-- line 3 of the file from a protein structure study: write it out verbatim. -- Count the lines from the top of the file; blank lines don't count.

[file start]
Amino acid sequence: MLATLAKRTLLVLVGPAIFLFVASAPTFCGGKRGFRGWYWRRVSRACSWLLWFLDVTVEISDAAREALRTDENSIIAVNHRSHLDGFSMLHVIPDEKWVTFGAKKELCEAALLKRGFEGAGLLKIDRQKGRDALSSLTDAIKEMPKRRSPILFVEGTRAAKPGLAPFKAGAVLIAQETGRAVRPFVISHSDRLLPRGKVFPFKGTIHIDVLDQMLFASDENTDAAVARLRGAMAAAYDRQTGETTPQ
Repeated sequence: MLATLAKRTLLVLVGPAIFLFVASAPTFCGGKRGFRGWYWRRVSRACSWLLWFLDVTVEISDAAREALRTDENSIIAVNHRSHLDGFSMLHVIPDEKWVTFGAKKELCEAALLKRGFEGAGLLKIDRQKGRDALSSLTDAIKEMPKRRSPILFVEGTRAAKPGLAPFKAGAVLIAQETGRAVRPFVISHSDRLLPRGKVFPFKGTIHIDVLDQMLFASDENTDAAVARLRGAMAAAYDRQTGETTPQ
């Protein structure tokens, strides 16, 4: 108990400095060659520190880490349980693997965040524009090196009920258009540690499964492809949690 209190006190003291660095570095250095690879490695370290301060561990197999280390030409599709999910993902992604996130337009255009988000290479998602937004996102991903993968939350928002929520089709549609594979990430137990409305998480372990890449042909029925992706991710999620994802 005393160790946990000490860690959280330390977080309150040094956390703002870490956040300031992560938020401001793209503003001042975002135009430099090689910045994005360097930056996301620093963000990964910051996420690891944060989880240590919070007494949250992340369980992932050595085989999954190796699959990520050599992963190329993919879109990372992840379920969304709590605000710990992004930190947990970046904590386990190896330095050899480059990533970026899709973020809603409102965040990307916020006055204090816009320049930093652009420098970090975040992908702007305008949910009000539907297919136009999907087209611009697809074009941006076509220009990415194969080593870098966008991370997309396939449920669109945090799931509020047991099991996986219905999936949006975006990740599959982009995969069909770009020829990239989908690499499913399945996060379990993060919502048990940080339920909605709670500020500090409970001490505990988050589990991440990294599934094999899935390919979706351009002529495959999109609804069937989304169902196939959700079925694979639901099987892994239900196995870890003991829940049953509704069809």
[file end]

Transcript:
């Protein structure tokens, strides 16, 4: 108990400095060659520190880490349980693997965040524009090196009920258009540690499964492809949690 209190006190003291660095570095250095690879490695370290301060561990197999280390030409599709999910993902992604996130337009255009988000290479998602937004996102991903993968939350928002929520089709549609594979990430137990409305998480372990890449042909029925992706991710999620994802 005393160790946990000490860690959280330390977080309150040094956390703002870490956040300031992560938020401001793209503003001042975002135009430099090689910045994005360097930056996301620093963000990964910051996420690891944060989880240590919070007494949250992340369980992932050595085989999954190796699959990520050599992963190329993919879109990372992840379920969304709590605000710990992004930190947990970046904590386990190896330095050899480059990533970026899709973020809603409102965040990307916020006055204090816009320049930093652009420098970090975040992908702007305008949910009000539907297919136009999907087209611009697809074009941006076509220009990415194969080593870098966008991370997309396939449920669109945090799931509020047991099991996986219905999936949006975006990740599959982009995969069909770009020829990239989908690499499913399945996060379990993060919502048990940080339920909605709670500020500090409970001490505990988050589990991440990294599934094999899935390919979706351009002529495959999109609804069937989304169902196939959700079925694979639901099987892994239900196995870890003991829940049953509704069809």